The Fresh Loaf

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HELP ! My Ciabatta is always ending up with a dense crumb on the bottom of the loaf

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eve_y_chen's picture
eve_y_chen

HELP ! My Ciabatta is always ending up with a dense crumb on the bottom of the loaf

 

Ive tried four times this week already to make ciabattas but I always seem to end up with something like this, a loaf with a very dense crumb on the bottom, 

The ciabatta in the photo above I used 90% hydration with a poolish

after mixing the poolish with water, yeast, flour I let it rest for 10 then added the salt, and let it ferment for an hour, did a streach and fold, followed by 2 more in 30 min intervals, followed by another hour rest (total 3 hours bulk fermentation)

divided in to two loaves, and let it do the final rise until they were puffy and baked them,

I had a good oven spring, and was super excited to see so, but when I cut into the loaves it was disappointing to see that although on th top I had beautiful large pocket holes, with a nice glossy interior, on the bottom it seemed the pocket hole were all squashed together, and was very dense, first few sclices were better but as it got to the middle section of the loaf the dense part was worse !!!

 

What is wrong??? Is it because I'm not handling the loaves gently enough??

 

Cooky's picture
Cooky

Are you using a baking stone? From the photo it looks like the top crust is well done but the bottom is not. If you place the loaves -- or even the pans holding the loaves -- on a blazing-hot stone, you will get more even results. 

You don't have to spend a ton on stone. I hunted down some unglazed quarry tiles, which are pretty cheap.  Never wash them; they will get ugly but make a huge difference in the quality of your bread. 

You may also want to experiment with making the loaves a little thinner. That helps with such a wet dough.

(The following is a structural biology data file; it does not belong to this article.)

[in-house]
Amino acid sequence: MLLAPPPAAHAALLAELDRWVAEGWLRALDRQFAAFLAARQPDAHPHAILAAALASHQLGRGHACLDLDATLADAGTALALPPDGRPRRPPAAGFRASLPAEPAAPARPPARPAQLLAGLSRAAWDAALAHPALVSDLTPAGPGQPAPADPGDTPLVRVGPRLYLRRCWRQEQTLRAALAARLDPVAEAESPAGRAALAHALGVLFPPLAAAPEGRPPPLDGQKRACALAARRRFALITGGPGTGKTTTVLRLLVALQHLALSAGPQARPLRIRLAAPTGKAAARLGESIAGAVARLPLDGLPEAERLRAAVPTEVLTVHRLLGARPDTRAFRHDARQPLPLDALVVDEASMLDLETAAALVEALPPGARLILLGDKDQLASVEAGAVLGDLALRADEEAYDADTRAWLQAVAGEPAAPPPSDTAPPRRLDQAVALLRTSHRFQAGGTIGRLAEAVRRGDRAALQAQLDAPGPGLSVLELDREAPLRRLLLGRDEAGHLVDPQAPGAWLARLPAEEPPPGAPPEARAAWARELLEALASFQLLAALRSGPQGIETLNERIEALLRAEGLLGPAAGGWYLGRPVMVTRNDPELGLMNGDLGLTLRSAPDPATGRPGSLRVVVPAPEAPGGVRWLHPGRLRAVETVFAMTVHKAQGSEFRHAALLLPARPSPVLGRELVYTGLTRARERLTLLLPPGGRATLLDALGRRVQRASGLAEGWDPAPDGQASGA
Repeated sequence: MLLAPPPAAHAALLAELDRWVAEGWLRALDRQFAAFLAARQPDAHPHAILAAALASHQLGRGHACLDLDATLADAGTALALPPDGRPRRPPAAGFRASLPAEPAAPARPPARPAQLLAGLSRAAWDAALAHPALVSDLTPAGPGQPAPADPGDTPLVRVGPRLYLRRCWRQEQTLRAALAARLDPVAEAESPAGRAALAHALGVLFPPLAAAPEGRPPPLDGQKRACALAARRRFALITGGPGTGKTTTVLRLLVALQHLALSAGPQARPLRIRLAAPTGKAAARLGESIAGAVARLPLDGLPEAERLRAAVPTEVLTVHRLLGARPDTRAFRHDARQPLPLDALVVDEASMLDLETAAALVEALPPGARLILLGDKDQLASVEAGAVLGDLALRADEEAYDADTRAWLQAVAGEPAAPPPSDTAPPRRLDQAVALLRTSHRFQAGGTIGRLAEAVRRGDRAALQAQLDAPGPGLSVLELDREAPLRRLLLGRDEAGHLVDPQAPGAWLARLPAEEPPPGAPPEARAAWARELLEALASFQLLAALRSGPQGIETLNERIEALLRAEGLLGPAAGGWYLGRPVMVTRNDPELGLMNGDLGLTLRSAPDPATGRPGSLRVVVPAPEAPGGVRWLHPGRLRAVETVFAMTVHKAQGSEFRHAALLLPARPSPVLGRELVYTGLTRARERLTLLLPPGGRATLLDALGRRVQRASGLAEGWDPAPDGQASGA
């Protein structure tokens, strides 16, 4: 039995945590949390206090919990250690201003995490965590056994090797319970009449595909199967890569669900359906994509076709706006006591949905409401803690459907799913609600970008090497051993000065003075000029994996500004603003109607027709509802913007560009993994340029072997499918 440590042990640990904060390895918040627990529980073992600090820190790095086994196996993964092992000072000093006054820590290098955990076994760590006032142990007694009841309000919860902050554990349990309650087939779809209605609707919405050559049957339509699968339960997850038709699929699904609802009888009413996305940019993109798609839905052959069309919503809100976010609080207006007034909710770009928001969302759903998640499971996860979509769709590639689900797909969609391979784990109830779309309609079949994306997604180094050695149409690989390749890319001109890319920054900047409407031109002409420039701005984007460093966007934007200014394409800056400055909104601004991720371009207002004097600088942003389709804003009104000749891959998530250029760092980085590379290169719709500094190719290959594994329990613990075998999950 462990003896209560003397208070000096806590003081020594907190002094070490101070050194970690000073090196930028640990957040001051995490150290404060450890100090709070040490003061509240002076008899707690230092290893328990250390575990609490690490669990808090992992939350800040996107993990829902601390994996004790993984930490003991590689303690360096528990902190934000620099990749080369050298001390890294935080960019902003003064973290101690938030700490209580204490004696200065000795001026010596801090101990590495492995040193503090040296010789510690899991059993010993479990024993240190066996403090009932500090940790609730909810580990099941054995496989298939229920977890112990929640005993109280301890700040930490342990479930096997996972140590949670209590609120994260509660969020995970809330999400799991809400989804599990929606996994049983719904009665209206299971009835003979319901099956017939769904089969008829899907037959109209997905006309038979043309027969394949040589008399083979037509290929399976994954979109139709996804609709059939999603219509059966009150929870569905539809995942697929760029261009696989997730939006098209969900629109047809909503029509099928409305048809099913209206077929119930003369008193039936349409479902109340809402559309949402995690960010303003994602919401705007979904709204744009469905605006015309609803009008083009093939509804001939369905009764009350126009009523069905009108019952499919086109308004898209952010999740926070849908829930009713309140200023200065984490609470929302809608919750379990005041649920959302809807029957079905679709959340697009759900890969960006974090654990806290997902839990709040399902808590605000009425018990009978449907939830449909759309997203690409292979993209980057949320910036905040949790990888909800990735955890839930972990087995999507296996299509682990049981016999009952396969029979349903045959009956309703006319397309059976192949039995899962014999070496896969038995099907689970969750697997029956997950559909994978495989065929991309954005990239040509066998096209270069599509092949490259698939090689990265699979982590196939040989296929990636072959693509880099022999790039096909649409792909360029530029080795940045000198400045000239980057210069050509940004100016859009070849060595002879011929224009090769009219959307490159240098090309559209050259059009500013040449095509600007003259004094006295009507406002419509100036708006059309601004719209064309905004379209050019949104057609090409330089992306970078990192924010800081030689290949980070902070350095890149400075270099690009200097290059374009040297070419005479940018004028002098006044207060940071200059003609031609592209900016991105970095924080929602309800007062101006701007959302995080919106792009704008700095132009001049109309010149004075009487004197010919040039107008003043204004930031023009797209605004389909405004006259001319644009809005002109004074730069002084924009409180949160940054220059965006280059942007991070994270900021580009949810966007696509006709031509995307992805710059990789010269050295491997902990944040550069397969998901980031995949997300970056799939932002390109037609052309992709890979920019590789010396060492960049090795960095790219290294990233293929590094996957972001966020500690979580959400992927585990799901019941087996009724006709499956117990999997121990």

vtsteve's picture
vtsteve

What is your dough temperature and yeast percentage? If the poolish is overly mature, excessive enzyme activity can result in a dense/gummy crumb. Do you invert the dough piece when you put it in the oven (so the top surface after proofing goes *down*)?

davidg618's picture
davidg618

Based on the photos, it looks like the bottom crust is thinner and lighter than the top crust, so I agree with Cooky there may be a heat inbalance top to bottom.

You didn't provide details of how you Stretch and Fold, nor how strong the flour used, so I'm going out on a limb, but I think the gluten network appears--again, looking at the photos--underdeveloped. 90 percent hydration dough requires a lot of kneading, slap and fold, or stretch and fold to develop its gluten strength.

Frankly, I think 90% hydration is a bit much. I make acceptable ciabattas with hydrations of 75% to 80%, but, then again, I've never been a card-carrying member of the holeyer-than-thou club;-)

Another trick is called 'double hydration' , best done in a stand mixer. Hold back 10%-15% of the water, and mix the dough until the the gluten is well developed then gradually add the remaining water while still mixing.

You may also want to read Jason's Quick Coccodrillo Ciabatta Bread--either use the search function, or it's listed among the Highest Rated Stories on the right hand column on the TFL home page. It absolutely requires a stand mixer.

David G

Mini Oven's picture
Mini Oven

I think your dough needs more developing and folds before a final rise.  It looks to me like the dough was allowed to final proof too early. 

swtgran's picture
swtgran

Have you tried gently flipping the almost risen loaf over, onto the baking surface, or a piece of floured parchment on a pizza paddle, or cookie sheet with no sides and letting it rest for just a few minutes, before sliding it into the oven on the stone?  That makes the bubbles seem to even out.

rjerden's picture
rjerden

I agree totally with the last post as I was experiencing the same thing.

Now, 10 minutes before baking, I gently dimple the top of the loaf to eliminate any huge bubbles.

Then I put a cut-to size piece of parchment paper on top of the loaf, put my peel underneath the other piece of parchment that the loaf proofed on, and with my palm on the top piece of parchment, flip the loaf over, peel off the parchment now on top and let it rest for another 10 minutes.

In addition to evening out the bubbles, I get a nice pattern from the wrinkles that were previously underneath and are now on top of the loaf.